Tuesday, August 15, 2006

who hates school reform? part 1

Who are those people who don't want change in our education system? The people who think that the traditional way of educating is the best way. Are there people out there who still think a teacher lecturing in front a classroom of students with pencils and notebooks in hand is the best way of learning? Where do we find these people?

I've been trying hard to find how to define these people. I would like to learn as much about them: how they think, what they love, and why notes and tests are a good way to learn in their heads. Because there must be people out there keeping our schools from radically changing to better the education system.

Saturday, August 12, 2006

the power of consumers

Thank you Cherrie for sending me over to the show with zefrank. I've only watched a couple, but loved one of the favorites: ugly myspace. zefrank's representation of the power of today's consumers is so great. As a journalism graduate, i enjoy the metacognition of the average citizen's power to understand, create and control their media. Although media is now EVERYWHERE and very hard to get away from as I once discussed on my old blog (but can't find--it was about persuaders), we also have access to more information and control to understand this advertising. We just must be educating our youth to use and understand these forms of media as told by Will Richardson when talking about teaching myspace in a recent podcast of a presentation.

Monday, August 07, 2006

getting to your desired career

One of my favorite things about being young, single and brought up with many opportunities is my freedom. I've managed to reach this point in my life with all debt nearly eliminated, no inconvenient commitments to family, friends or otherwise, and the ability to figure out how to do nearly anything I wish to. "You can do whatever you put more mind to" has become a challenge to me.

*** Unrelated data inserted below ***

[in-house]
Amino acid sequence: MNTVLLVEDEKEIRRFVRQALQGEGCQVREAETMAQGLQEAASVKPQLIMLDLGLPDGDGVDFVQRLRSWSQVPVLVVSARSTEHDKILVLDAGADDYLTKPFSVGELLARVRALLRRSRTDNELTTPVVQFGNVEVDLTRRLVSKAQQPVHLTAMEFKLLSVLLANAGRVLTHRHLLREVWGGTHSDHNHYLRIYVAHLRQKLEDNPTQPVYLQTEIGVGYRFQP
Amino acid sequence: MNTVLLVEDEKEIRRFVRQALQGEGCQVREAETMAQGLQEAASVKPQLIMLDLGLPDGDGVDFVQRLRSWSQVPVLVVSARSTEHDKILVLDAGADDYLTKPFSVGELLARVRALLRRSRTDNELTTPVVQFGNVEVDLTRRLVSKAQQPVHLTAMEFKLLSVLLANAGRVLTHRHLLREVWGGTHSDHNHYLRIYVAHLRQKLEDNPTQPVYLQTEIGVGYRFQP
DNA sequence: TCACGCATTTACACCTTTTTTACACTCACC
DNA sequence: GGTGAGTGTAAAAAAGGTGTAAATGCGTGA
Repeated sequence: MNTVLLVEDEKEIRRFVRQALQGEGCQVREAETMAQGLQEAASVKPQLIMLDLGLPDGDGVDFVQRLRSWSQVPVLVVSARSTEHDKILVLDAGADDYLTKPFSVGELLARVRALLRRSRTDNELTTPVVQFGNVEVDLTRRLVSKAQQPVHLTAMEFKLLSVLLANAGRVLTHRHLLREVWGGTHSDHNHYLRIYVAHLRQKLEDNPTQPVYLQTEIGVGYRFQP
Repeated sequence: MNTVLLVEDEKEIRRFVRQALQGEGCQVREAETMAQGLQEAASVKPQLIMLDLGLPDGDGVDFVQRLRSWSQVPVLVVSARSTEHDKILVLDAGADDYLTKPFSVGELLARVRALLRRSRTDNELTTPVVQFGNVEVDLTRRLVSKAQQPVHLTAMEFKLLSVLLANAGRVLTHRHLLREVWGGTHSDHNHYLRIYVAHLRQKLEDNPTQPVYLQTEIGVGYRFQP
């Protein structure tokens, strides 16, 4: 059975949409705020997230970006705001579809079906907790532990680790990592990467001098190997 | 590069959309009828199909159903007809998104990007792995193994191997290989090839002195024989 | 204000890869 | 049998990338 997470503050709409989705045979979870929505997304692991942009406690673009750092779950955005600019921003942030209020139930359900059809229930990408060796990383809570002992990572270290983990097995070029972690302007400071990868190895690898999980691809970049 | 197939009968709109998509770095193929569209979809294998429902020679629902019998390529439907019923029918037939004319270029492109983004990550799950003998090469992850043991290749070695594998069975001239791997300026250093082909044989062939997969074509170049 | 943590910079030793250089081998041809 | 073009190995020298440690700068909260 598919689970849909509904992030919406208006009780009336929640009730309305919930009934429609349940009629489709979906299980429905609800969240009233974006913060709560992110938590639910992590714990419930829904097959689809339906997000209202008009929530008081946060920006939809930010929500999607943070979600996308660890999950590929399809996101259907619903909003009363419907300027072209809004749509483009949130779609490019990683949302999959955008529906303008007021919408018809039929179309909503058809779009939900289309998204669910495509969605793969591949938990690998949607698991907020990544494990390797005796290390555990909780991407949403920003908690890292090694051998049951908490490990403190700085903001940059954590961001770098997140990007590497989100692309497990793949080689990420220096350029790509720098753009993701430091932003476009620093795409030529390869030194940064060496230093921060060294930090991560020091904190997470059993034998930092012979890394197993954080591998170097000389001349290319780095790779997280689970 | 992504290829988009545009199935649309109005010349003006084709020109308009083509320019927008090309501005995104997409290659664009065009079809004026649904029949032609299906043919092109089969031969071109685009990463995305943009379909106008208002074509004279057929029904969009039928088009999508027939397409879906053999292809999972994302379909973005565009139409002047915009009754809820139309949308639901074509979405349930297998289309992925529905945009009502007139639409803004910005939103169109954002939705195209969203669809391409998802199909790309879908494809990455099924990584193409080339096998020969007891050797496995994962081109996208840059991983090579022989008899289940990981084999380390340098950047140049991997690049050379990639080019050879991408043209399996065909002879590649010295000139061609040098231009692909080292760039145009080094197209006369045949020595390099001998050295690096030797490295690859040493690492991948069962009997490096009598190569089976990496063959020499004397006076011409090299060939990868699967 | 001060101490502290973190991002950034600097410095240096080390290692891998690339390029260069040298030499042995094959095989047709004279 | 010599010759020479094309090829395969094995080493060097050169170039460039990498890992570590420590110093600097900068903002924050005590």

I imagine a career where I am able to travel, help and learn from educators and students, and improve our education systems all around the world in order to improve our society of the future. But now, I sit with all this freedom and desire and no understanding of how to get there. I could choose to first become a classroom teacher or I could stay out of schools entirely and work through a community of educational alternatives, such as after school programs. If I choose to stay away from teaching, which programs? How do I gain respect in the educational world? Do I stay in non-profit or do I check out the corporate world? If I choose the teaching route, how do I go about it? Do I go back to school--undergrad, graduate? Do I choose a teaching certificate program? Which one-Teach for America, a teaching fellows? Where? Public, private, charter? Once I'm a teacher, how to I make sure I don't get stuck in the teaching career? Do I become an administrator? Do I stay in one location or travel around? How about teaching internationally? Do I step back and join life outside of schools again?

With all these choices, I don't know what to do. I don't know which avenue will be best for me or if I even wish to go through these fields to get to my desired job. I suppose we must accept that to get very far it will take many different jobs, a lot of schooling, time and money. I just never thought that the freedom to do anything would be such a challenge to figure out how to get to that anything.